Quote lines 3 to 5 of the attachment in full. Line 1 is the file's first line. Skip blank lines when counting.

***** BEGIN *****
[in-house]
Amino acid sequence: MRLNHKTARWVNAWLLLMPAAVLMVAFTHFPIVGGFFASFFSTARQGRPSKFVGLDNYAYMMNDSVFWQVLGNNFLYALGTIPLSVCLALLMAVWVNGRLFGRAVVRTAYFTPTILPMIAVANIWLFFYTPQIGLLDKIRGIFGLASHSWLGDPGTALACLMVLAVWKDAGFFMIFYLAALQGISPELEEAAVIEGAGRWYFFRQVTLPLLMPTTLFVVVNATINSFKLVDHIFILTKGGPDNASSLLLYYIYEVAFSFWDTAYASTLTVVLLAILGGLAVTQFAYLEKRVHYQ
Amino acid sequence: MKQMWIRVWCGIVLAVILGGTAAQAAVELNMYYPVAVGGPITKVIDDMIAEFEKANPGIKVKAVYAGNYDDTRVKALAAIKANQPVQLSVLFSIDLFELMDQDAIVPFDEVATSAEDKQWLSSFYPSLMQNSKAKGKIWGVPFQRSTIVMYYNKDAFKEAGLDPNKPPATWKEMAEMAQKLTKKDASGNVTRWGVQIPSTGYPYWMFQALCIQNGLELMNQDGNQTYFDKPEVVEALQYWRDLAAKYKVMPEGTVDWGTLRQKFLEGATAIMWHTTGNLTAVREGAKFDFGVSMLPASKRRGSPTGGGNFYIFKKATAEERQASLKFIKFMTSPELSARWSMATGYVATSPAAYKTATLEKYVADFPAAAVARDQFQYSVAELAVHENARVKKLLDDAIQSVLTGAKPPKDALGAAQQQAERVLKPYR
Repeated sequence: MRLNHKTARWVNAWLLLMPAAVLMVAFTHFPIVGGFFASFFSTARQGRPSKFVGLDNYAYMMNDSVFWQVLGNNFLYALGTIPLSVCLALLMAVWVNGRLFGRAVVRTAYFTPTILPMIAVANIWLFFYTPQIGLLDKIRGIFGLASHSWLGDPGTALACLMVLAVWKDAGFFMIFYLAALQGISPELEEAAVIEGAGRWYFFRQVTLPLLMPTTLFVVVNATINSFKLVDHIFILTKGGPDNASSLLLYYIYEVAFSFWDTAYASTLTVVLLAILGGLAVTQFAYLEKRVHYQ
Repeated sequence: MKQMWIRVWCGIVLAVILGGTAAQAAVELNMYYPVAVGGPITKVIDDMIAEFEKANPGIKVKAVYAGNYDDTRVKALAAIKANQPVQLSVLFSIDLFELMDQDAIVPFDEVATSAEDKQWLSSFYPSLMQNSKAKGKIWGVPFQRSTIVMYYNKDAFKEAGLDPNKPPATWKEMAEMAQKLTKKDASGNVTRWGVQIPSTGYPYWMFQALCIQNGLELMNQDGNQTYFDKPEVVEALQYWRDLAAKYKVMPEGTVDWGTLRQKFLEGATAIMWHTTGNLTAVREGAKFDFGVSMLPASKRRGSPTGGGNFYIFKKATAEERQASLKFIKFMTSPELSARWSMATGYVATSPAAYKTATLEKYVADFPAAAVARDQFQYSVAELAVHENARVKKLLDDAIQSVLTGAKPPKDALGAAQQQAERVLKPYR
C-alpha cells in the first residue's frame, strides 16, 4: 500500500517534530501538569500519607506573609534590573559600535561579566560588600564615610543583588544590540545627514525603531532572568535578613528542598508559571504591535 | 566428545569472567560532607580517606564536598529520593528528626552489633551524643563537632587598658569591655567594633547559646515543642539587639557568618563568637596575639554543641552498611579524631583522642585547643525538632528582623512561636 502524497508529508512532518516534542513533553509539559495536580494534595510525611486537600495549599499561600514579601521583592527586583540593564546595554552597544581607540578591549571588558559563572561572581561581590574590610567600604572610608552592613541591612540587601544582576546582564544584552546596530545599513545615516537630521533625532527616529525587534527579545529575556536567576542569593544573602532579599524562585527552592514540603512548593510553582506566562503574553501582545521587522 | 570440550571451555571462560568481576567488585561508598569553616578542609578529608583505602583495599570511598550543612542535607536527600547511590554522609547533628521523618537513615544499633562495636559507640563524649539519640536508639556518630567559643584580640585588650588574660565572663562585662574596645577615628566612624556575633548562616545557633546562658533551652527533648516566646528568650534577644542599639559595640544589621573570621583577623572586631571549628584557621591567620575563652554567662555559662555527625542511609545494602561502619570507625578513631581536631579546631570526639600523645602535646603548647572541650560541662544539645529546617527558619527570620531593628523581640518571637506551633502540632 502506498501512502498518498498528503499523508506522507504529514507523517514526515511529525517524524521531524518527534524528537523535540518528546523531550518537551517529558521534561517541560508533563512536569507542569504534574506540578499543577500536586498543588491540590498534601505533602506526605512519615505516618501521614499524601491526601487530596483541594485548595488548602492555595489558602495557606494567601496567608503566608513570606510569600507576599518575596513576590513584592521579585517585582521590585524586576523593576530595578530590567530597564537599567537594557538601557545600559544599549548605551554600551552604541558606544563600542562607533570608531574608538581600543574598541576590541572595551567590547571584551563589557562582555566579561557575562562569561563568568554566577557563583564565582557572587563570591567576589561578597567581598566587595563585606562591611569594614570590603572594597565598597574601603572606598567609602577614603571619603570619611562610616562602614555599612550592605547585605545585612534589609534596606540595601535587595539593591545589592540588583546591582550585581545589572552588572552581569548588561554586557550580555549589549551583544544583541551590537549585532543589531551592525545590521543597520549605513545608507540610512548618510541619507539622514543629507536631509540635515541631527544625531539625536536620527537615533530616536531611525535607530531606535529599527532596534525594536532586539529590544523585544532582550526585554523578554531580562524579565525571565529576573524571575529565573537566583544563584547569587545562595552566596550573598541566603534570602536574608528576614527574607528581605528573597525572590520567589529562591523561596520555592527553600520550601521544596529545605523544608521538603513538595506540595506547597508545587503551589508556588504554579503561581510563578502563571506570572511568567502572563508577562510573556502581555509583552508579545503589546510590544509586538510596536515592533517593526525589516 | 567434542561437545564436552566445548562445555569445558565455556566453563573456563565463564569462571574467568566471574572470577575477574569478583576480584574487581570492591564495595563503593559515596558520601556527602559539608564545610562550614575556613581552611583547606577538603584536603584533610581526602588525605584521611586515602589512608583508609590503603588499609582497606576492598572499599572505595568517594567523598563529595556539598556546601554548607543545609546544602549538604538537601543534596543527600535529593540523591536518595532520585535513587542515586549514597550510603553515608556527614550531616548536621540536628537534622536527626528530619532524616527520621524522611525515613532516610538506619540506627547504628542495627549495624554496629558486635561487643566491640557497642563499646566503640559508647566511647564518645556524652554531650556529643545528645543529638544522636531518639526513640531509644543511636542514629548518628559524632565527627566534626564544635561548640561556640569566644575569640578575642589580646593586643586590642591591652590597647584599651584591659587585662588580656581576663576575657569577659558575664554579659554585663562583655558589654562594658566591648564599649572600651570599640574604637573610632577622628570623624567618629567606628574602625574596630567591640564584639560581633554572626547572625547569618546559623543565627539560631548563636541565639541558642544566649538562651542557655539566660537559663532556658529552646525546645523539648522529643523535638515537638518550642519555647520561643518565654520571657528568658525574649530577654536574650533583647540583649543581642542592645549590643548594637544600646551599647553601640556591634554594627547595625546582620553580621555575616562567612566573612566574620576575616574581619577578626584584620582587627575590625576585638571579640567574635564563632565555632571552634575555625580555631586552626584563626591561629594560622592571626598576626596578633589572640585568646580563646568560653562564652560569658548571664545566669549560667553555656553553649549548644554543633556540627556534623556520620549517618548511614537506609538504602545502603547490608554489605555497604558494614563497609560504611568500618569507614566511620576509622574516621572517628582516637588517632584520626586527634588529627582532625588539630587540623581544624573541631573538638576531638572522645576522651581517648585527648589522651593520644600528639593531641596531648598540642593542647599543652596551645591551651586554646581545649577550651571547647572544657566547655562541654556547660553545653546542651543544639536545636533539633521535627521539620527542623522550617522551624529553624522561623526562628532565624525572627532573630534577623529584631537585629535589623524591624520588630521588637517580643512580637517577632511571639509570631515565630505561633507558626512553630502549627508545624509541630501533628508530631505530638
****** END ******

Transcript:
Amino acid sequence: MKQMWIRVWCGIVLAVILGGTAAQAAVELNMYYPVAVGGPITKVIDDMIAEFEKANPGIKVKAVYAGNYDDTRVKALAAIKANQPVQLSVLFSIDLFELMDQDAIVPFDEVATSAEDKQWLSSFYPSLMQNSKAKGKIWGVPFQRSTIVMYYNKDAFKEAGLDPNKPPATWKEMAEMAQKLTKKDASGNVTRWGVQIPSTGYPYWMFQALCIQNGLELMNQDGNQTYFDKPEVVEALQYWRDLAAKYKVMPEGTVDWGTLRQKFLEGATAIMWHTTGNLTAVREGAKFDFGVSMLPASKRRGSPTGGGNFYIFKKATAEERQASLKFIKFMTSPELSARWSMATGYVATSPAAYKTATLEKYVADFPAAAVARDQFQYSVAELAVHENARVKKLLDDAIQSVLTGAKPPKDALGAAQQQAERVLKPYR
Repeated sequence: MRLNHKTARWVNAWLLLMPAAVLMVAFTHFPIVGGFFASFFSTARQGRPSKFVGLDNYAYMMNDSVFWQVLGNNFLYALGTIPLSVCLALLMAVWVNGRLFGRAVVRTAYFTPTILPMIAVANIWLFFYTPQIGLLDKIRGIFGLASHSWLGDPGTALACLMVLAVWKDAGFFMIFYLAALQGISPELEEAAVIEGAGRWYFFRQVTLPLLMPTTLFVVVNATINSFKLVDHIFILTKGGPDNASSLLLYYIYEVAFSFWDTAYASTLTVVLLAILGGLAVTQFAYLEKRVHYQ
Repeated sequence: MKQMWIRVWCGIVLAVILGGTAAQAAVELNMYYPVAVGGPITKVIDDMIAEFEKANPGIKVKAVYAGNYDDTRVKALAAIKANQPVQLSVLFSIDLFELMDQDAIVPFDEVATSAEDKQWLSSFYPSLMQNSKAKGKIWGVPFQRSTIVMYYNKDAFKEAGLDPNKPPATWKEMAEMAQKLTKKDASGNVTRWGVQIPSTGYPYWMFQALCIQNGLELMNQDGNQTYFDKPEVVEALQYWRDLAAKYKVMPEGTVDWGTLRQKFLEGATAIMWHTTGNLTAVREGAKFDFGVSMLPASKRRGSPTGGGNFYIFKKATAEERQASLKFIKFMTSPELSARWSMATGYVATSPAAYKTATLEKYVADFPAAAVARDQFQYSVAELAVHENARVKKLLDDAIQSVLTGAKPPKDALGAAQQQAERVLKPYR